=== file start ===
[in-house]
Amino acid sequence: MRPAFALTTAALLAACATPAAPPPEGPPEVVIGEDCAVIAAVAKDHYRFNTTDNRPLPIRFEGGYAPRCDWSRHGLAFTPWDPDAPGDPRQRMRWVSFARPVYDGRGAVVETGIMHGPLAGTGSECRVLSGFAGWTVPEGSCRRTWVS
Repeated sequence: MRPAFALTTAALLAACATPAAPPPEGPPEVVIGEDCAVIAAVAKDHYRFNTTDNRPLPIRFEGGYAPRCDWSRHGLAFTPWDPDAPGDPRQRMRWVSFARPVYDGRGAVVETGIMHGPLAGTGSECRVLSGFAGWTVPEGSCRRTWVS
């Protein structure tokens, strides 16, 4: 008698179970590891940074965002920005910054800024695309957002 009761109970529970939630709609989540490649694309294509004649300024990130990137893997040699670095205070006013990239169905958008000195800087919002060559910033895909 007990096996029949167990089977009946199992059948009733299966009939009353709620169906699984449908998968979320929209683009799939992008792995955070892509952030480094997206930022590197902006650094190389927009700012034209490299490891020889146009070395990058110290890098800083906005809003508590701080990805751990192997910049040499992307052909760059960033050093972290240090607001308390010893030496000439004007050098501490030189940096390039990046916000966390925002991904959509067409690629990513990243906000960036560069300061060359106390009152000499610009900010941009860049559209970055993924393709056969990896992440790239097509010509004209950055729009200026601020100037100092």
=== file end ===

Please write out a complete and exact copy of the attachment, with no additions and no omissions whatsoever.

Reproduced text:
[in-house]
Amino acid sequence: MRPAFALTTAALLAACATPAAPPPEGPPEVVIGEDCAVIAAVAKDHYRFNTTDNRPLPIRFEGGYAPRCDWSRHGLAFTPWDPDAPGDPRQRMRWVSFARPVYDGRGAVVETGIMHGPLAGTGSECRVLSGFAGWTVPEGSCRRTWVS
Repeated sequence: MRPAFALTTAALLAACATPAAPPPEGPPEVVIGEDCAVIAAVAKDHYRFNTTDNRPLPIRFEGGYAPRCDWSRHGLAFTPWDPDAPGDPRQRMRWVSFARPVYDGRGAVVETGIMHGPLAGTGSECRVLSGFAGWTVPEGSCRRTWVS
């Protein structure tokens, strides 16, 4: 008698179970590891940074965002920005910054800024695309957002 009761109970529970939630709609989540490649694309294509004649300024990130990137893997040699670095205070006013990239169905958008000195800087919002060559910033895909 007990096996029949167990089977009946199992059948009733299966009939009353709620169906699984449908998968979320929209683009799939992008792995955070892509952030480094997206930022590197902006650094190389927009700012034209490299490891020889146009070395990058110290890098800083906005809003508590701080990805751990192997910049040499992307052909760059960033050093972290240090607001308390010893030496000439004007050098501490030189940096390039990046916000966390925002991904959509067409690629990513990243906000960036560069300061060359106390009152000499610009900010941009860049559209970055993924393709056969990896992440790239097509010509004209950055729009200026601020100037100092």